#ChoosetoChallenge. #ChoosetoCelebrate. #ChoosetoThank.

I don’t believe a single day nor one month a year are enough to acknowledge the tremendous progress made by the women who have come before. Our mothers, our grandmothers, and our greats have fought for suffrage, protested wars, and rallied for better working conditions, healthcare, and other topics important to women around the world.

And yes, we’ve come far. So why do we still need a day, much less a month focused on women? It’s been more than a century since the first International Women’s Day (IWD) was held in 1911 and in 2021 IWD will celebrate the social, economic, cultural, and political achievements of women. But it will also acknowledge that there is far more work to do. According to the World Economic Forum, no one reading this will see gender parity in our lifetime. We are still woefully behind in giving women equal opportunity, equal pay, and equal rights. And that was the state before COVID and the “pink pandemic,” which have set back women even further.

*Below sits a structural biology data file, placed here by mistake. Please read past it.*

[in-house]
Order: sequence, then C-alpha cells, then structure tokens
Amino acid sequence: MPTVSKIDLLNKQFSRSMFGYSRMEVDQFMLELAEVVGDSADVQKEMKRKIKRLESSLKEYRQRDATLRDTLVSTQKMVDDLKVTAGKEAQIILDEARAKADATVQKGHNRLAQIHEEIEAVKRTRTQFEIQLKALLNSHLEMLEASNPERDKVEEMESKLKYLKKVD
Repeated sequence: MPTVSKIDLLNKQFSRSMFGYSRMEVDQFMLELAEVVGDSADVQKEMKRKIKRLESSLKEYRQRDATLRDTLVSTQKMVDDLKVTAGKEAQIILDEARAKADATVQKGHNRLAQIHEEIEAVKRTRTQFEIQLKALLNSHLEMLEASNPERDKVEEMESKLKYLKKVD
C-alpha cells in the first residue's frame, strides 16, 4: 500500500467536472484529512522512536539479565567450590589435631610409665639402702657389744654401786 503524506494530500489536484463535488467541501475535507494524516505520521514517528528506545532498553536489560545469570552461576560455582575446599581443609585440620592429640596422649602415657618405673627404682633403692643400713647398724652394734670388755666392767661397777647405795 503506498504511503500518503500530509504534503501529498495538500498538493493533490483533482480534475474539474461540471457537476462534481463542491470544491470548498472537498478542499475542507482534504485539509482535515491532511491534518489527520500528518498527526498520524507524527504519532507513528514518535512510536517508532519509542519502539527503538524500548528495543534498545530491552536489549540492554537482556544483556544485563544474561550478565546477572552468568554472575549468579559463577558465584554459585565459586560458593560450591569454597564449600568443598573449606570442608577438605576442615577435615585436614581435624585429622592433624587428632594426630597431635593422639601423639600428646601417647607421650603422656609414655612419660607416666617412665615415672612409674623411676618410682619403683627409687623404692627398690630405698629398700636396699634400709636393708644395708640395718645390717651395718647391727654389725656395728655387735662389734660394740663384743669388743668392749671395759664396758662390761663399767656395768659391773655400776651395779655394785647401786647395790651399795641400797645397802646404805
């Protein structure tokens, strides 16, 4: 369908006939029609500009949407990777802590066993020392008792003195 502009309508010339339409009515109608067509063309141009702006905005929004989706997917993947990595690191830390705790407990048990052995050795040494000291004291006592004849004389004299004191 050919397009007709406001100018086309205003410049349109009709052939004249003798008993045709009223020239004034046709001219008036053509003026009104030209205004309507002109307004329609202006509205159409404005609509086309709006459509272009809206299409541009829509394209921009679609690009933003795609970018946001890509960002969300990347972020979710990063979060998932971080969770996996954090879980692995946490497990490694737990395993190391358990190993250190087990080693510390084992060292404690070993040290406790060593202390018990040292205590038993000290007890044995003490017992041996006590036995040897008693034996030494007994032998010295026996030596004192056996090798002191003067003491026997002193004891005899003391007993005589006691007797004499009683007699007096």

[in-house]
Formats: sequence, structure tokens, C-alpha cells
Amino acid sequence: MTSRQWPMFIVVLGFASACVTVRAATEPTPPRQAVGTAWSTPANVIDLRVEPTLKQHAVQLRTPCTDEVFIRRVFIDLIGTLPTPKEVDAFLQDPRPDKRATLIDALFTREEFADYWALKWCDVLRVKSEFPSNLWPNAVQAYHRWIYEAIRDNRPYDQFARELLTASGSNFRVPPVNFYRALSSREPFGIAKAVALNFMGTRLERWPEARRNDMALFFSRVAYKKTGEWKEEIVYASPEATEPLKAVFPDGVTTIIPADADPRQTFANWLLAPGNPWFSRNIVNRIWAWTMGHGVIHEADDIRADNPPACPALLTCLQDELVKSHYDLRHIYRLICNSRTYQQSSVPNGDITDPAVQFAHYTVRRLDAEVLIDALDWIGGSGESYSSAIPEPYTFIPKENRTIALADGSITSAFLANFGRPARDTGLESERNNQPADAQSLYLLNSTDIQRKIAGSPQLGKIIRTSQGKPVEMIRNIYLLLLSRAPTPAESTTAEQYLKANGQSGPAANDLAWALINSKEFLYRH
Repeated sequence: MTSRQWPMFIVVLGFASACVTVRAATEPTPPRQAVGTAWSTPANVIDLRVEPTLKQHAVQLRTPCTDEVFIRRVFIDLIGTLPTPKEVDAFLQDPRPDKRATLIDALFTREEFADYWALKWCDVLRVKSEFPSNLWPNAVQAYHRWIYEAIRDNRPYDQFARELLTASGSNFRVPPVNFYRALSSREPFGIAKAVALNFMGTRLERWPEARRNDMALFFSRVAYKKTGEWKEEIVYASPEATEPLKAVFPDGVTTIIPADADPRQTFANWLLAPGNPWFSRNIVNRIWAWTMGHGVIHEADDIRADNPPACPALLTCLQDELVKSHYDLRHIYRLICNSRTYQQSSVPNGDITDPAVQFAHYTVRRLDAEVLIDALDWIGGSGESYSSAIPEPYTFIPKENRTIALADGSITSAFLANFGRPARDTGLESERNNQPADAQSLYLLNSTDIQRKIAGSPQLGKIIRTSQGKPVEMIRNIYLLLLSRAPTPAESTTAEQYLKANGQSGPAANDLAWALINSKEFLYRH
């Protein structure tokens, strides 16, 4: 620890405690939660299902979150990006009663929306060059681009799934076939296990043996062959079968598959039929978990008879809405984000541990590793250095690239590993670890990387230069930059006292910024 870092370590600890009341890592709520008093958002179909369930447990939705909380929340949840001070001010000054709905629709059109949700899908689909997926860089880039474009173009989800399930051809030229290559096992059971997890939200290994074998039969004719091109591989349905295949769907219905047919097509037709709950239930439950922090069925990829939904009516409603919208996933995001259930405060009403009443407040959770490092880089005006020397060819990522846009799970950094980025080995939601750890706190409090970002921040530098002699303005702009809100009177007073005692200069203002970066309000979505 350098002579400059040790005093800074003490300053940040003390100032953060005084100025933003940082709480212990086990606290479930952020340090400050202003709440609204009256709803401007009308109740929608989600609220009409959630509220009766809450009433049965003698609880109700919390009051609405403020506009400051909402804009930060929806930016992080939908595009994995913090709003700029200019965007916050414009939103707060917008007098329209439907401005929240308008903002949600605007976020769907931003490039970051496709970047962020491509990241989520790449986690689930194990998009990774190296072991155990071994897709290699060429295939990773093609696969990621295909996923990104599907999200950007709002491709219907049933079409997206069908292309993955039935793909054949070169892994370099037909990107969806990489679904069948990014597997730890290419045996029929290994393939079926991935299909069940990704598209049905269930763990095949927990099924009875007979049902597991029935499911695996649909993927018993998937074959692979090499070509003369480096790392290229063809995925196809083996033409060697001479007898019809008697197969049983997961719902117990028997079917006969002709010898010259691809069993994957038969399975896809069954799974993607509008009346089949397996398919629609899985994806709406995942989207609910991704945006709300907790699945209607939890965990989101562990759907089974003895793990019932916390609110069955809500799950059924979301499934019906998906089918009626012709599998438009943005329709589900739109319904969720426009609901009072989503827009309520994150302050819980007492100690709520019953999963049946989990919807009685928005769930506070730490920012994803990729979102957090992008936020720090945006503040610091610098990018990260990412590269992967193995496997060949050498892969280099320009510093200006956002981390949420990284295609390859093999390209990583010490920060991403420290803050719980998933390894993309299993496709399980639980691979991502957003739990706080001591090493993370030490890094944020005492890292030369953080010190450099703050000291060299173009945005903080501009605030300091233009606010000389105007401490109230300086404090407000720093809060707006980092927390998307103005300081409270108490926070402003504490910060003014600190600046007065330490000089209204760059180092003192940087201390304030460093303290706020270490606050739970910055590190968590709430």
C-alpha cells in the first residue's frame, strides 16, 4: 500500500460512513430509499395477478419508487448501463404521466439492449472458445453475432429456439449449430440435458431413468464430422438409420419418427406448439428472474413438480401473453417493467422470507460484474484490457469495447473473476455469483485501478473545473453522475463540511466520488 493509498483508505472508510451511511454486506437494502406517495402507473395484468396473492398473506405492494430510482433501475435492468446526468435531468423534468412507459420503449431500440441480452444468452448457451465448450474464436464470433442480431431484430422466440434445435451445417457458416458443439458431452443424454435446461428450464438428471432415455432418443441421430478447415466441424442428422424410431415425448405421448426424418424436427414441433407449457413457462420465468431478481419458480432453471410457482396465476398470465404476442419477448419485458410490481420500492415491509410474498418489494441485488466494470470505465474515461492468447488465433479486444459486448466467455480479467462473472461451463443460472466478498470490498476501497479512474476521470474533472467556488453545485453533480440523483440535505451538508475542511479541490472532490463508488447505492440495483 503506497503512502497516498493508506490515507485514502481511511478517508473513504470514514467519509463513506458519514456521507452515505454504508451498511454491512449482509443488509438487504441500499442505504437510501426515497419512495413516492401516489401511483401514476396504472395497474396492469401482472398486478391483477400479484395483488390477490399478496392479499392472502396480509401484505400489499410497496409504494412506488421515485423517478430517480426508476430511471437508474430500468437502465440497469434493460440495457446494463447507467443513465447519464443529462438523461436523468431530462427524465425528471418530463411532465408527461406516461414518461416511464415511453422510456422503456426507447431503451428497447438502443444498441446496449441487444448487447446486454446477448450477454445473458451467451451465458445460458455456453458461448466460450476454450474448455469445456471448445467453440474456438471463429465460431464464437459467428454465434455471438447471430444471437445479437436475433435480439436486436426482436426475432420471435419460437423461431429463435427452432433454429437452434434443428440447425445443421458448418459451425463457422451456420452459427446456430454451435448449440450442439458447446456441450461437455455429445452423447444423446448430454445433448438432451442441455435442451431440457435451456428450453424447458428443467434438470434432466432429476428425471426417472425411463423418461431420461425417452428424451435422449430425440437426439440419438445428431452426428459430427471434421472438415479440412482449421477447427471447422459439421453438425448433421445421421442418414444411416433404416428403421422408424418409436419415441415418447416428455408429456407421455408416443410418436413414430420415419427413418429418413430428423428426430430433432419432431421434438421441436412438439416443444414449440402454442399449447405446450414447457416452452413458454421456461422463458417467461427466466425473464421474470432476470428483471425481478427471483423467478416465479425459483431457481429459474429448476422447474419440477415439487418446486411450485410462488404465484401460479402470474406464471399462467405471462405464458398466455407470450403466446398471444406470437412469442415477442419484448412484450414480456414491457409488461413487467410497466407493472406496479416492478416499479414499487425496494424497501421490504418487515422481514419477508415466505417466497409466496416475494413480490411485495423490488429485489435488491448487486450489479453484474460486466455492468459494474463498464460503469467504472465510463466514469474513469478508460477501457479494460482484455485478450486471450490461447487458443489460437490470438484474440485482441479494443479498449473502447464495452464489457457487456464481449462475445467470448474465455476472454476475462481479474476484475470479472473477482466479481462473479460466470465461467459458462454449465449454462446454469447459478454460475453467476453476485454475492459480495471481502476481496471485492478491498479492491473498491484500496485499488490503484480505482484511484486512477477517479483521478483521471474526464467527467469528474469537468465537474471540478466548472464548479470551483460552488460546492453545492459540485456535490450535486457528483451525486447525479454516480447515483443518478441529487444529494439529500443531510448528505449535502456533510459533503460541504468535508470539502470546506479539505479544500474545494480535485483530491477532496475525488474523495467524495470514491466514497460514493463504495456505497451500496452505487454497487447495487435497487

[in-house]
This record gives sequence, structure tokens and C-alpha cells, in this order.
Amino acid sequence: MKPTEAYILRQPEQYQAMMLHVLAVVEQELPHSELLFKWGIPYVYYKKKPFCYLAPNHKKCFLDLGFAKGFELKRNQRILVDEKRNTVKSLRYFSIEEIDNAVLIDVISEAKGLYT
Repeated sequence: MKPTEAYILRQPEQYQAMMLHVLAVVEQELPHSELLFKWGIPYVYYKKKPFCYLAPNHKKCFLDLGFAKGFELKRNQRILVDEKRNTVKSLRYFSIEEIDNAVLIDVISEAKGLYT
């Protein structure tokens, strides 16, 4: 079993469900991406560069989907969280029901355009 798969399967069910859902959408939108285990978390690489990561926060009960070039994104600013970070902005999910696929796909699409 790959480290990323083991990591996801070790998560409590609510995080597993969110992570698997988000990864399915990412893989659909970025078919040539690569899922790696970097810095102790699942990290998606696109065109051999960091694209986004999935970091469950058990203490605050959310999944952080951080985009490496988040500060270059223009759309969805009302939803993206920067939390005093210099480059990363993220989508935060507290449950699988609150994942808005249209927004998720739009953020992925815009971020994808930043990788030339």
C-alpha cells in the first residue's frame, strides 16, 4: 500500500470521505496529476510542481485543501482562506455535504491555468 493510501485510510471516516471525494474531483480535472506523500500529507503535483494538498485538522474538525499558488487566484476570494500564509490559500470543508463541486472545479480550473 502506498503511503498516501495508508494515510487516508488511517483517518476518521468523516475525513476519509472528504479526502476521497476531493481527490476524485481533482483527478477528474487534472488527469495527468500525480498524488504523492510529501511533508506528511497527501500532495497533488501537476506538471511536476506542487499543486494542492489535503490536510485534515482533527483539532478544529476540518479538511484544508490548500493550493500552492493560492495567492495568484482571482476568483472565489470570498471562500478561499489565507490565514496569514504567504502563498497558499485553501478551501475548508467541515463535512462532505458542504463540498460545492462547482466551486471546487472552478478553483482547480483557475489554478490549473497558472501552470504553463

So this year’s International Women’s Day theme is “Choose to challenge.” We can choose to challenge those time scales. We can all choose to challenge and call out gender bias and inequality. And we can all choose to seek out and celebrate women’s achievements. I’d like to do the latter. Today, as we celebrate women, I’d like to acknowledge and thank those who have made an impact on my life throughout my career — from my first job to my current role as CMO of Skillsoft.